United Kingdom sugar tax: The experts weigh in
- Author: Eleanor Harrison Apr 08, 2018,
Apr 08, 2018, 0:53
Manufacturers must pay a levy on drinks with a sugar content above five grams per 100mL - and a higher one on those containing more than eight grams - as the government tries to cut down on spiralling obesity levels.
Although applied to manufacturers, the decision of whether the taxes will be passed on to consumers is up to them.
Martin Hook, managing director of Ayming UK, a business performance consultancy specialising in R&D, says that over the last two years manufacturers have been trying to assess how best to balance reformulation costs with tax costs.
Shortly after the 2016 announcement, Lucozade Ribena Suntory launched Lucozade Zero in the United Kingdom, citing "the nation's changing health agenda".
The government hopes the tax will raise £240 million ($335 million, 274 million euros) per year, which it will spend on sports facilities and breakfast clubs.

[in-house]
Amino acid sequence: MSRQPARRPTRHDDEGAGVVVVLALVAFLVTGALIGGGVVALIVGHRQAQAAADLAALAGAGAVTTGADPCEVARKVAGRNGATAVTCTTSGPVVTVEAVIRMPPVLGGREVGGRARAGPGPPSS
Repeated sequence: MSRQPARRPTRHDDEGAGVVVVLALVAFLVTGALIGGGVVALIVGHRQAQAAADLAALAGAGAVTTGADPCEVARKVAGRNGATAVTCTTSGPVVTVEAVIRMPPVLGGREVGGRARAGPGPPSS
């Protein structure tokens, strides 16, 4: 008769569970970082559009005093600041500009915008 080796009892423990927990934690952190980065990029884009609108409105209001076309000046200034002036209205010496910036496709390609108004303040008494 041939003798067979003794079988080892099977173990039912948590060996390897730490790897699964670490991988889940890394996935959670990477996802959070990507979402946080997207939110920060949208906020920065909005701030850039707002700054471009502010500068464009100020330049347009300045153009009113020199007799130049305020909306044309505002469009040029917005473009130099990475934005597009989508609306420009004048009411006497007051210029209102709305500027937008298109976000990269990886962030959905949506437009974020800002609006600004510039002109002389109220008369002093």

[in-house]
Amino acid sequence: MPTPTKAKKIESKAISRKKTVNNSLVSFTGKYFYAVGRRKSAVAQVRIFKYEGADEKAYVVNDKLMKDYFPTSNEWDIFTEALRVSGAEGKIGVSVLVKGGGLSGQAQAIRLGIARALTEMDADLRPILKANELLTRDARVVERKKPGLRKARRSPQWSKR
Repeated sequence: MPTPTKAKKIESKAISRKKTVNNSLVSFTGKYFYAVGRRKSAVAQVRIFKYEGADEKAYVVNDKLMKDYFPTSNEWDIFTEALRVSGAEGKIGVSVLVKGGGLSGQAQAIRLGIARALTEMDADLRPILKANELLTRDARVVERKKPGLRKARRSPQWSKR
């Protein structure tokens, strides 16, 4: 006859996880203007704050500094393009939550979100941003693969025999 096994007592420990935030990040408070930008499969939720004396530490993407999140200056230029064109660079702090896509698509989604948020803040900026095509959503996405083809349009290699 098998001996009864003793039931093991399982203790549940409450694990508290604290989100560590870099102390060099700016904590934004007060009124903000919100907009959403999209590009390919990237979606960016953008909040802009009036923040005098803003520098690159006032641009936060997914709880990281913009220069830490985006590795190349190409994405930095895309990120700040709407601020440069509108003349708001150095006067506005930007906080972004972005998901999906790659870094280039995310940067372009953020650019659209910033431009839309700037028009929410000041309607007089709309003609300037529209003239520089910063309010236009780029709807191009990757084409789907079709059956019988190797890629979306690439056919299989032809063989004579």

"Introducing the sugary drinks tax is a great start, but is no silver bullet to tackle childhood obesity".
As a result, we are seeing low calorie soft drinks significantly outperforming full sugar options.
Which other countries have sugar tax? As such, these fizzy drinks will cost customers that little bit more. Top-selling brands such as Fanta, Ribena and Lucozade have cut down the sugar content to avoid the tax already.
Sceptics are also unsure as to whether making sugary drinks more expensive will make a sizeable reduction to the number of consumers buying them.
In response to this, the supermarkets that have changed their recipes include Tesco, Morrisons, Asda and The Co-op. The vast majority of our drinkers want to consume less sugar so that's what we're now offering.
A Coca-Cola Great Britain spokeswoman explained their decision to WalesOnline.
Though there has been a great deal of enthusiasm for the levy, which was welcomed in a notable cross-party consensus when George Osborne put it forward in his Spring Budget 2016, there have been voices of dissent claiming it would do little to impact the high rates of childhood obesity the United Kingdom experiences.
Numerous major flavours of Fanta were overhauled a year ago. The price of a can of coke, which contains about seven teaspoons of sugar, has gone up by 8p.